LYNNE pauses, or grabs something from her purse or something.

JUSTIN: Well? What happened? Was he okay?

LYNNE: Yeah. He was okay. See, Elnono climbed that mountain. I swear, it’s that mountain right there. He worked really hard and he made it to the top and on some days, when the light is just right, you can see him, dancing in the clouds with his friends. That’s what my dad told me, and I believed him. And when I look at this painting, I can see him.

LYNNE motions to the painting.

LYNNE: Can you see him?

JUSTIN looks. Really looks.

JUSTIN: Elnono or your dad?

LYNNE smiles.

JUSTIN: I almost think I can.  Right…there.

LYNNE: Yeah. Exactly. (pause) So. (LYNNE leans in and reads his nametag) Justin, what do you see? JUSTIN: What do I see?

LYNNE: Yes. Exactly. What do you see? Doesn’t anyone ever ask you that? JUSTIN: Uhm. No. I’m just a guard.

LYNNE: And are you the guy at the party that no one notices? JUSTIN: I’m pretty quiet, yeah.

LYNNE: There’s no…

JUSTIN: Girlfriend? No. Noooo. Not yet. Maybe. I mean, I don’t have a ton of…I don’t…

LYNNE: One is all you need.

JUSTIN: Yeah. One is sort of…uhm…all I want. I just. Yeah.


LYNNE: I do want to know, though. What you see.

JUSTIN: No. You really don’t. I don’t know anything about art.

LYNNE: Even better. I don’t want to know what the experts see. I just want to know what you see. Unless you don’t…

JUSTIN: Oh, no. No! It’s totally okay. I’m just not used to, talking. Here. Where I work. Mostly I just try to be invisible.

LYNNE: You’ll have to try harder, I’m afraid, because I see you.

JUSTIN: You do, huh?

LYNNE: Yes. I do.

JUSTIN: Ha! Well…When I look at this painting? I see…well….you know…. Asher Durand, founder of the national Academy of Design, began painting about 1830. In 1836 he went on an expedition with painter Thomas Cole into the Adirondacks.

LYNNE: You don’t see that!


LYNNE: No! You memorized it. It’s on the placard right there.

JUSTIN: I have a lot of time on my hands. (he laughs) I don’t really see anything. I mean I see things, yeah. I see this god of a mountain and how fierce it is, but peaceful too, and if I really look, I see people, some shepherds or something, but they’re so insignificant. They’re just going about their lives, almost a part of the landscape itself, while in the distance, rolling hills, just…you know…the expanse of it. And the blue sky, and those clouds, man, those clouds that are either a storm or the passing of a storm. So I see all of that, but mostly, mostly I just feel…Oh, this might sound weird, I feel…peaceful. I feel like I’m almost standing where those people are, like all the problems in my life are so small, so insignificant that I can just look out at the world around me and feel like everything is going to be okay. I look at this painting and I just…I just breathe.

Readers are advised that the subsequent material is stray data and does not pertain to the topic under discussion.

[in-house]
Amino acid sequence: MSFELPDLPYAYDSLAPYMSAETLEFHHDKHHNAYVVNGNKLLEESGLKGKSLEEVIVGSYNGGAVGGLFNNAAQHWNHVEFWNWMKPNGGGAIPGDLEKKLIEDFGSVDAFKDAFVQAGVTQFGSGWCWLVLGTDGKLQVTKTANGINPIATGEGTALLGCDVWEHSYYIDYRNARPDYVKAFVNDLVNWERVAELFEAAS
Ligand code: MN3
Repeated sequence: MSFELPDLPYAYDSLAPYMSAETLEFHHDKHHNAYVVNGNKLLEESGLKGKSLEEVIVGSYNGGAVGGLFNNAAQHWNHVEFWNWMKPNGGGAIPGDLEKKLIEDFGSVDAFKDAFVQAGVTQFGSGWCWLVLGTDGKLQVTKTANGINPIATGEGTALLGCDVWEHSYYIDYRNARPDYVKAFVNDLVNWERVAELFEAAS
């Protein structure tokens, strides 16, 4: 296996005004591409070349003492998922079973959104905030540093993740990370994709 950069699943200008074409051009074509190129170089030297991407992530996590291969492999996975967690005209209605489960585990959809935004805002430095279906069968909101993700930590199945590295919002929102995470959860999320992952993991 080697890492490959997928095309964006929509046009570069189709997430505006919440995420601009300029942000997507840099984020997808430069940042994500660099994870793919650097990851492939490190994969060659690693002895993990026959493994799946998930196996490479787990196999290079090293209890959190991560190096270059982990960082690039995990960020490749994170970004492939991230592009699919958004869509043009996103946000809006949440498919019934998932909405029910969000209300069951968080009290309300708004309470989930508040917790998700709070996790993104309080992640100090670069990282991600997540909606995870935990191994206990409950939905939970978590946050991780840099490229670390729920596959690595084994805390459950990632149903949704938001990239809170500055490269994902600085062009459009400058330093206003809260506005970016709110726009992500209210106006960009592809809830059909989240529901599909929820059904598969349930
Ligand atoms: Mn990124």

LYNNE: It’s a painting that reminds you to breathe?

JUSTIN: Yeah. I guess. The closer thing would be…not that it reminds me to breathe, but that the painting itself is somehow like a breath. Quiet. A swift intake of breath. A moment of stillness. And, I guess, a release.

LYNNE: Yeah. It’s like a breath. Or a secret.

JUSTIN: Or a story a father tells his daughter, a long time ago.

There is a moment.

LYNNE walks up to JUSTIN and holds out her hand.

LYNNE: Justin, I’m Lynne. It’s a pleasure to meet you.

They shake hands. They shake hands for a while.

JUSTIN: Yeah, yeah. It really is. A pleasure, I mean. Meeting you. At the Sustan Pass.

LYNNE: I like that. That’s what we’ll tell people.

JUSTIN: We’ll tell people?

LYNNE: When they ask where we met. We’ll say we met at the Sustan Pass. And then we’ll both take a deep breath. (pause) Which you should really do now. Are you breathing? Are you okay?

JUSTIN: Yeah. I’m breathing. I’m completely breathing.

LYNNE: Good.

They turn and look at the painting. LYNNE moves close enough so that their arms touch.

JUSTIN: It’s beautiful.

JUSTIN is looking at the painting, and LYNNE turns to look at JUSTIN.

LYNNE: Yeah. It is.